A friend of mine last December (I beleive) showed me the strip which happened to have PBS’ Larry the Croc testifying before Congress.

    A week of crossover jokes later, and I was a Candorville fan, thoroughly enjoying its main cast of characters too.

  2. Pingback: CANDORVILLE daily comics by Darrin Bell » Archive » The Owl of Minerva, part 1

  3. bunches of creators doing a big bar fight, BRILLIANT idea Stephan, just brilliant.

  4. If you don’t want old topics running, why don’t you just put strips talking about politics, news, etc. in front of strips that don’t talk about that?

  5. if you are ever serious about getting that multi-strip-not-quite-a-crossover thing going, let me know. sounds like a neat experiment. i’d love to be involved.

  6. Hope nobody beats me to it.

    I’m afraid somebody did. Some guy from Japan called Akutagawa Ryunosuke. But he didn’t draw, as far as I know. So there’s still some novelty value here.

    I’ve never heard of any merchandising depicting the creator of said merchandising. So you might wanna rethink you plush line-up ;-)

    Seriously, though: that sounds like a great idea!

  7. The Great April Fool’s Switcheroo of 1997 and Blondie’s 75th Anniversary in 2005 are, I beleive the two largest collaboration of Comic Strip Artists working together on the newspaper page.

    I also recall a April Fool’s prank that you, Darby’s Get Fuzzy and Amend’s FoxTrot did in 2005 as well. d:

    There’s definitely potential here, Pastis . . . I would totally love a comic smackdown — let’s finally see Garfield vs. Bucky . . . not to mention Rat finally kicking Mary Worth’s a**. And LIO . . . oh dear :D

  8. Rashomon in cartoon? Awesome! I’ve always loved meta (one of many attractive features of PBS, especially those strips where righteous vengeance is brought down upon Family Circus). I could definitely see Pig falling for the medium.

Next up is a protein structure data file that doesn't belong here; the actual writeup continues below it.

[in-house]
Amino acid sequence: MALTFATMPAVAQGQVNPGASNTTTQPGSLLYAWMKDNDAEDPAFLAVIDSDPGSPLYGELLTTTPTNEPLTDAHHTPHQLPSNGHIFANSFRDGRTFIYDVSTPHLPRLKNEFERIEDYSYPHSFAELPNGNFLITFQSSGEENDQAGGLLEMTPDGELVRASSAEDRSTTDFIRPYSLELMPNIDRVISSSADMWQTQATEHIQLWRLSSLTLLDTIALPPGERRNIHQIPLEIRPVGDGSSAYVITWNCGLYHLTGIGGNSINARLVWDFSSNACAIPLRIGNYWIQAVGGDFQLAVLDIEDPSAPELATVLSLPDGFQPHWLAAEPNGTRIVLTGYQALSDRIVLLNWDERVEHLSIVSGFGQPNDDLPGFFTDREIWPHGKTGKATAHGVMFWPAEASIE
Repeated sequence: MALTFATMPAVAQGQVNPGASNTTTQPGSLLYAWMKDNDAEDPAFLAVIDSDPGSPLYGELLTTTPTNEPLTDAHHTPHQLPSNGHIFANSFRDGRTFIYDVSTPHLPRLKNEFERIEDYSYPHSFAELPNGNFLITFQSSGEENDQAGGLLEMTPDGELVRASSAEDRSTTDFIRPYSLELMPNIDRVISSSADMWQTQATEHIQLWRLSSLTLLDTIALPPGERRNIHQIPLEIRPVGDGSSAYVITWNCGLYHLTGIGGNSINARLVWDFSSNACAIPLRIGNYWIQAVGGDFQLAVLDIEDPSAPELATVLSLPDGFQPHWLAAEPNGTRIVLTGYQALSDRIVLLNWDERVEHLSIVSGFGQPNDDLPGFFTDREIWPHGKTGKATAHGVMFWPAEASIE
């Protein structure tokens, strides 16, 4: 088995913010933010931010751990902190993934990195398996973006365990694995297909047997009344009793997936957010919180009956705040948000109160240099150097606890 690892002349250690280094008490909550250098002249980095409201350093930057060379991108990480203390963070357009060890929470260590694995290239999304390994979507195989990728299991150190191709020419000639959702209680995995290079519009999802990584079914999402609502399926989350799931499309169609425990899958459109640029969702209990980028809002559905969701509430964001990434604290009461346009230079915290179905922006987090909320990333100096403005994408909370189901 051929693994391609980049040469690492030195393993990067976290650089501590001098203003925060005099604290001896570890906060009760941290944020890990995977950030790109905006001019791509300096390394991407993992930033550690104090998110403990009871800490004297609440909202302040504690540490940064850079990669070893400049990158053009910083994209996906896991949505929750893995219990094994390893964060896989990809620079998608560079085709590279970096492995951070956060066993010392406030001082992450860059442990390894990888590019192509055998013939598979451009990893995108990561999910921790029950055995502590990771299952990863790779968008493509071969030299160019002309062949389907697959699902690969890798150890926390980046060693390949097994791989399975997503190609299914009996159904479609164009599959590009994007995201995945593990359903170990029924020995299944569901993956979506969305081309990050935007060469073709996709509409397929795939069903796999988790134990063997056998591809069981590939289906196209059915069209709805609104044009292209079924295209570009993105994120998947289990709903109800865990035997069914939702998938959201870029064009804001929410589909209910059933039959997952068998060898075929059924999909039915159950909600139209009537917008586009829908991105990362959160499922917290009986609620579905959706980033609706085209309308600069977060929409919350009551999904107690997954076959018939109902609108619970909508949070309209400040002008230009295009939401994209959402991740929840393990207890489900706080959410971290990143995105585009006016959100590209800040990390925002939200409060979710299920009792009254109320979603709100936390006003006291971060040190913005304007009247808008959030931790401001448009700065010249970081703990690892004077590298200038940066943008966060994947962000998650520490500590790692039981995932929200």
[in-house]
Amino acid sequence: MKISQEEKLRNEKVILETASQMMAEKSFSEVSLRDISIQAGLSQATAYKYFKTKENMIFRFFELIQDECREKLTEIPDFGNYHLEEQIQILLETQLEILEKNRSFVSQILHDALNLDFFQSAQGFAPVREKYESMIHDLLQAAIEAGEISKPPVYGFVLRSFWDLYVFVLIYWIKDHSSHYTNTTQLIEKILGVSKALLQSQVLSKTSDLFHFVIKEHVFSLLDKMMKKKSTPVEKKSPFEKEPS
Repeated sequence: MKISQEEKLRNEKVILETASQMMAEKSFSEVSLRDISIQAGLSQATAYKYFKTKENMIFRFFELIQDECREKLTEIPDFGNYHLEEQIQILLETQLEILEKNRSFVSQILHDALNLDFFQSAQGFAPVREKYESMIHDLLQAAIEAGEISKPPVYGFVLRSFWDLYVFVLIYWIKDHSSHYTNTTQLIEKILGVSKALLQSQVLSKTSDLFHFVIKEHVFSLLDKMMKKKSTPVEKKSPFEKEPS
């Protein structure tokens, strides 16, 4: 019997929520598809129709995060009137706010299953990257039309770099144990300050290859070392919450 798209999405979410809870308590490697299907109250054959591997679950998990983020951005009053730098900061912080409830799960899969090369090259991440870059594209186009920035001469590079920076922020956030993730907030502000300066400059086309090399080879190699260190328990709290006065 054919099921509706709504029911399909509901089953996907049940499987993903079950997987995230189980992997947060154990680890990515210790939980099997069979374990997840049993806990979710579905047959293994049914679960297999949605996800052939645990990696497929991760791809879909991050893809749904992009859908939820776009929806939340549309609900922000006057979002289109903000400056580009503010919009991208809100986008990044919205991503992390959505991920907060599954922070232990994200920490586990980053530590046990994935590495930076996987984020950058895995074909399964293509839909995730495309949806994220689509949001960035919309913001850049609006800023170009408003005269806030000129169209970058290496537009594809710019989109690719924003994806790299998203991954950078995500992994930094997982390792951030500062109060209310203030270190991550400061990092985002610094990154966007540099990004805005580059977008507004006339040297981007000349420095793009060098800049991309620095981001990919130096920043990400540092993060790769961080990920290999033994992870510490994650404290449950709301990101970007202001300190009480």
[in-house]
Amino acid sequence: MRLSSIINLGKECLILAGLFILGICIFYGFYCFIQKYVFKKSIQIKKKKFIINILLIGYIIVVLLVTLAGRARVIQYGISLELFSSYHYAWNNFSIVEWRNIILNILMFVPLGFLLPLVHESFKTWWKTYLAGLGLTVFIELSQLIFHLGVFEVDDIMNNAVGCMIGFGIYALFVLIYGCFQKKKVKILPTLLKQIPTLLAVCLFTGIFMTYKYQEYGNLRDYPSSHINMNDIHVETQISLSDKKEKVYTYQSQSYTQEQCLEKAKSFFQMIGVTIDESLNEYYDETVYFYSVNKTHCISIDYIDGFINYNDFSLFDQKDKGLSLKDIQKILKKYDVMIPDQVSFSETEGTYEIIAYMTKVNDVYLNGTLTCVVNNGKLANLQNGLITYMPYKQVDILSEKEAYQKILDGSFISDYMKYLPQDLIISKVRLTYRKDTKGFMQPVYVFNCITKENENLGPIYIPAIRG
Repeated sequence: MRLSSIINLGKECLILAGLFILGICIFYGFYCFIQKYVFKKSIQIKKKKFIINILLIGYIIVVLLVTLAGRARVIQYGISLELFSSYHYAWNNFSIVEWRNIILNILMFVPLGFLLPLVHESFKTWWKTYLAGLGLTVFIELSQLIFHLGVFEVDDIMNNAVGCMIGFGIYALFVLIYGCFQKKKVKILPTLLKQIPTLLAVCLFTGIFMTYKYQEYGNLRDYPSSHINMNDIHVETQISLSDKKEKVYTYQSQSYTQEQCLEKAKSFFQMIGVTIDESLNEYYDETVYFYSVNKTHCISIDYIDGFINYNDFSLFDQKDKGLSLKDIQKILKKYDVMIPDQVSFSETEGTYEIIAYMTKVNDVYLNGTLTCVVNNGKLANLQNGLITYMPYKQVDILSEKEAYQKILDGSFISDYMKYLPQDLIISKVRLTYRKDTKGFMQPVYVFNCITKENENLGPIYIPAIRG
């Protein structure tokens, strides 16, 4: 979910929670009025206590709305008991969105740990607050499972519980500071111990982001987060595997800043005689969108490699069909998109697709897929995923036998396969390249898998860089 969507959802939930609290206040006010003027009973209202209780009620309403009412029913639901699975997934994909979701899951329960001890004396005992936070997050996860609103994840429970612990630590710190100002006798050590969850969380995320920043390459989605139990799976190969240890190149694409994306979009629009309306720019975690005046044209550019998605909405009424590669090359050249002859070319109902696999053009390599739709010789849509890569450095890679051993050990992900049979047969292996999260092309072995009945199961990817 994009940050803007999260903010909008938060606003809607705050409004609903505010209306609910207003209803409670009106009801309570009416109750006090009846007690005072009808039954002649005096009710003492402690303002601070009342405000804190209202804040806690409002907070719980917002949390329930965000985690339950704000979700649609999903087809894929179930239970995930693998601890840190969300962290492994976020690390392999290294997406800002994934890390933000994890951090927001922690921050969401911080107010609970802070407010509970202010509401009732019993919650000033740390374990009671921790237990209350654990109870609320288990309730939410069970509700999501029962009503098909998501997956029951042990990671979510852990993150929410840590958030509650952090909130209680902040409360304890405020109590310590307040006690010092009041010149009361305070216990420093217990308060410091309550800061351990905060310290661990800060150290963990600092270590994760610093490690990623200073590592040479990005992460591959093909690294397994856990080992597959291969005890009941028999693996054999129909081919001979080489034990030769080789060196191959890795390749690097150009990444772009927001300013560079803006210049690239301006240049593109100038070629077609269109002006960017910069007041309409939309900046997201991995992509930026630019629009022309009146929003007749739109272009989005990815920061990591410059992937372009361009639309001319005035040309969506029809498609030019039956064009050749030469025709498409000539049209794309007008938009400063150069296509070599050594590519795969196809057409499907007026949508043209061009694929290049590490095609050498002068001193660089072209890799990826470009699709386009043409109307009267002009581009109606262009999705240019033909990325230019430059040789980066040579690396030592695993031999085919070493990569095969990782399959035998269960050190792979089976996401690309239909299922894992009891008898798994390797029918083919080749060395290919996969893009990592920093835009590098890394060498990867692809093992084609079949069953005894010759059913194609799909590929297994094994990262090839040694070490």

9. reminds of the time (april first?) when several comics all did the same gag with a Ouija board. I remember specifically Foxtrot and Get Fuzzy did it.

  10. I like what Larryneedcuppajoe said, perhaps you should try running strips based on current events sooner than the strips that aren’t. This way you’re still months ahead of the game, and you won’t have to worry about someone having the same idea as you like what happened here (although, I like the solution of having Candorville running a strip that shows an alternate view of your strip. It was a clever idea.)

    And I love the idea of having multiple strips showing alternate views of one event, that would rock! :D Maybe do it around some holiday? (maybe Halloween, and have all the characters involved with some Halloween-like event? Or we can stick to the bar fight idea, I like that too…)

    Not only would it be awsome to see, it would be great advertising for the the strips involved (“Hey, I’m gonna check out this strip just because ___(insert name here)__ appears in it!”) Unless that don’t work with comic strips? Because I know this works with American comics/Japanese manga…Ah well, still worth a shot, ya never know